What could Switzerland learn from Silicon Valley – and vice versa? How far has Switzerland come as a technology hub in terms of digital transformation?
I asked Toni Schneider these questions, amongst others, at the WORLDWEBFORUM in Zürich. Toni was the CEO of Automattic, the company behind WordPress, for 8 years. Right now WordPress is the world’s most popular CMS and is used on over 60 million websites – including this one.
As a partner in the Silicon Valley VC True Ventures Toni invests in startups such as Fitbit und Bandcamp.
Toni is a Swiss national and grew up in Meilen and Stäfa. After completing his studies at secondary school he worked for a year as a DJ for Radio Zürisee. Now he lives in California, where he studied at Santa Barbara City College and Stanford University.
I conducted the interview in Toni’s native Swiss German (I have provided subtitles in English 😉).
Here is the interview in it’s entirety:
Stefan Vetter: In your opinion, how important is Switzerland as a base for startups compared to Silicon Valley?
Toni Schneider: Switzerland is catching up. After secondary school I moved to California to study in 1989. At that time it was nearly impossible to launch a software startup. In the last 25 years things have improved gradually. Looking at the Swiss startups today, I’m impressed.
“Swiss startups have really come on a long way.“
In recent years Swiss startups have really come on a long way. Fundamentally, the local enterprises are just as good as those in Silicon Valley or anywhere else in the world. They are, however, much smaller and investment levels are lower. It will still be a while until the number of successful startups and their significance in the market will have reached a volume that attracts enough investors.
Have any Swiss startups in particular caught your eye?
Yes, and I nearly invested in some of them. In BestMile from Lausanne for example, who have developed autonomous fleet management software. Or in a very good product from ComfyLight: an intelligent LED lamp with an integrated, app-controlled security system.
Which technologies interest you as an investor? What direction would you advise a Swiss startup company to take?
At the moment we’re looking at areas like machine learning or life sciences. For example in 2008 we invested in the Fitbit fitness bracelet, one of the first of it’s kind. Fitbit went public 18 months ago.
“Sensors are on the way in.“
Sensors are increasingly on the way in. Initially this was as step counters, then it was about sleeping. Now they’re being developed in new directions. We’re looking for products with sensors which will allow for whole new applications in the future, because these sensors are going to be cheaper than they are now. The unit price has fallen from $100,000 to $500. In a few years they’ll cost 50 cents. At that price you could put them in anything: bracelets, shoes – anywhere really. This creates opportunities for new applications. These possibilities are fascinating for us.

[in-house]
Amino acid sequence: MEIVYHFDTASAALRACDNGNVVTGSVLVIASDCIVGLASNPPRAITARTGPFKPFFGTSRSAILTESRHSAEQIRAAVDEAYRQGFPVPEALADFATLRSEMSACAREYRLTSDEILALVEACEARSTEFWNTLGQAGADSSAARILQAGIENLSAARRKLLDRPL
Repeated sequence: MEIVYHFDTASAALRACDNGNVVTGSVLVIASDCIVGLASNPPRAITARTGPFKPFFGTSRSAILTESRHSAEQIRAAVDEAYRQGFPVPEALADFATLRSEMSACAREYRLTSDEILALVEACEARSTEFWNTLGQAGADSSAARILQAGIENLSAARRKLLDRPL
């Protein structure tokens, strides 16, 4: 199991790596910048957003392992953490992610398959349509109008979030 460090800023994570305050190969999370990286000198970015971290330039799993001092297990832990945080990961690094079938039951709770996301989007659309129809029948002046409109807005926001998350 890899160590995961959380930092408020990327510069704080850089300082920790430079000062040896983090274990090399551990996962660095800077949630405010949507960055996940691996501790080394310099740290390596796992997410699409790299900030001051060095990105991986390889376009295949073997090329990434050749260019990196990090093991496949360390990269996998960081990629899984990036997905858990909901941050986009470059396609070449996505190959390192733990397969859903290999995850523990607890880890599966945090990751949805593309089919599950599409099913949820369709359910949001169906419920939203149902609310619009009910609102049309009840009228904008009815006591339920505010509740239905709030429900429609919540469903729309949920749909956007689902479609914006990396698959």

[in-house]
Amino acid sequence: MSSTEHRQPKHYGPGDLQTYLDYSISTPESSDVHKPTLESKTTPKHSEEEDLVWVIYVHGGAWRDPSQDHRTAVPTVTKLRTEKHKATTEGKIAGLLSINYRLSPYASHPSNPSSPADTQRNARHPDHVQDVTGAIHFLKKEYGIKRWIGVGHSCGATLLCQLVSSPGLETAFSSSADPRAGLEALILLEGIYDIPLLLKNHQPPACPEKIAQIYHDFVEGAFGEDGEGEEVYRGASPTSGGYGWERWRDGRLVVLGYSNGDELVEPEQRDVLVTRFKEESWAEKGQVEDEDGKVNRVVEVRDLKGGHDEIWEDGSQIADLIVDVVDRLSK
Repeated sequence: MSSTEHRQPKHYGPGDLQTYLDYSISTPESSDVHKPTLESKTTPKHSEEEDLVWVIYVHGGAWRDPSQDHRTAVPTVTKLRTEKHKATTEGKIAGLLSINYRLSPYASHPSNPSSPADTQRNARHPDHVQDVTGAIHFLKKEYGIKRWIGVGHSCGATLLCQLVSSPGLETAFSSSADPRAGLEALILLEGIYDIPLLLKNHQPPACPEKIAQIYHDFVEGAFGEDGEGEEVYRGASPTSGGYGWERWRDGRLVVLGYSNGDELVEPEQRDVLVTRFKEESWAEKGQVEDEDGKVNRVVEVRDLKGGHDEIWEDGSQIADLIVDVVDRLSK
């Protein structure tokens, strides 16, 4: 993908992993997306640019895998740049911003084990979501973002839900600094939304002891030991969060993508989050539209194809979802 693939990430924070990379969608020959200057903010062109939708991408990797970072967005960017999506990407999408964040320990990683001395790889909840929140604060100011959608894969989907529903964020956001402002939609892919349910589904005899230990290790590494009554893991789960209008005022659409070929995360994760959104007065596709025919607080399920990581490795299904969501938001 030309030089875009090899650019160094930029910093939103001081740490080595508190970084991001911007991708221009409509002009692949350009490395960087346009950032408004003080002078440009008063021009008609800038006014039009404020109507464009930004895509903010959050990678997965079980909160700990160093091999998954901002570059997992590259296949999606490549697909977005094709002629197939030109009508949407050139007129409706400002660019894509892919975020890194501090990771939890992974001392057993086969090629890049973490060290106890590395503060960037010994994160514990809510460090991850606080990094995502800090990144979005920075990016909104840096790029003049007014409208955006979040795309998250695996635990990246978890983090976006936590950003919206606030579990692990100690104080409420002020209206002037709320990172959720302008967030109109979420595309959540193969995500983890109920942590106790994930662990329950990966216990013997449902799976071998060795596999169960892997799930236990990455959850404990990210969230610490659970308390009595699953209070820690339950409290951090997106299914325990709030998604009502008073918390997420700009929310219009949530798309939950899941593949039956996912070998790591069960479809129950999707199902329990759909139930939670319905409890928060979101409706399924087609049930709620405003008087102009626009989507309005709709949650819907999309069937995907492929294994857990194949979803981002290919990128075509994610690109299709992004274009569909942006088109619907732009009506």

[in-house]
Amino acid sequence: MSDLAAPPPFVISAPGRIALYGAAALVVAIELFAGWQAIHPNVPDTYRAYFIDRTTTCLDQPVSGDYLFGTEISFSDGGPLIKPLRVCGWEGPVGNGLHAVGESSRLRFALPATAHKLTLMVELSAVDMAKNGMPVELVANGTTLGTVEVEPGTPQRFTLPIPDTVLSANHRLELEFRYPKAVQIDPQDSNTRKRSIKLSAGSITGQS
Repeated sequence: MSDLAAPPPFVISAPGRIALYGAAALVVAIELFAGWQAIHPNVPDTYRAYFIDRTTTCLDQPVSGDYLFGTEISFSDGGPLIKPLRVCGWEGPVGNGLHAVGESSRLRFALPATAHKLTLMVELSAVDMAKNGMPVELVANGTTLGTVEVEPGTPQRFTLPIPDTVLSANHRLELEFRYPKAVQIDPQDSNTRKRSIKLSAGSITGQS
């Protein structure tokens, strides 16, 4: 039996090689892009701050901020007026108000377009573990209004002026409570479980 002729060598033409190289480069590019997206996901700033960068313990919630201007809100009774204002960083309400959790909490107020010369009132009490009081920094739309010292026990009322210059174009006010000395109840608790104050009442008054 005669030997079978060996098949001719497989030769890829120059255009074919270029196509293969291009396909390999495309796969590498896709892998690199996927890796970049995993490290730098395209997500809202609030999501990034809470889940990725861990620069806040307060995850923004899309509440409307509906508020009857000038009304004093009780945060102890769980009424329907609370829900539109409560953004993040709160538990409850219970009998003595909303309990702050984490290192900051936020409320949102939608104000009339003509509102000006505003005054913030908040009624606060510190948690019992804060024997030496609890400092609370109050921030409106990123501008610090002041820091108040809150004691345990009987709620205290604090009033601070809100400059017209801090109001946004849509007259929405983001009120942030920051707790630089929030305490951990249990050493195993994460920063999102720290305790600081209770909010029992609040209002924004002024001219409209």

If you could draw up a curriculum for (Swiss) schools in 2017, what would need to be included in your opinion?
That’s a good question. The people we invest in have different backgrounds. Some of them come from great universities. Some of them didn’t go to university at all. We’re looking for people who don’t take needless risks but at the same time are not afraid to take risks. Unfortunately this is something that seldom features in a curriculum.
Yes. That’s important quality: the ability to learn new skills, change your mindset and take a risk. In Switzerland we haven’t come so far in this regard compared to Silicon Valley. How could that change?
There are two parts to a startup: the product and the business side that brings in the money. The Swiss are leading the way with their products and technologies. They have great ideas and are prepared to try out new things.
“The Swiss are leading the way with their products and technologies.”
On the business side the companies are often too conservative. Many Swiss startups want to set out with their often very good products in Switzerland. They say, “let’s see if it works out here. Then in Germany, Europe and maybe in America.” They’re far too cautious, because by the time they get around to the States competitors have already established a foothold in the market. This is an insight startups in Switzerland can take on board. Some do say, “if we have to go to America anyway, sooner or later, to build up a big business, we may as well go there right away”.
What could Silicon Valley learn from Switzerland?
In Switzerland we are more far-sighted. People have more patience for a project lasting 10 or 15 years. If something doesn’t work after 18 months in Silicon Valley, they start on the next project and forget that some technologies need more time to win through.
Toni, many thanks for the interview.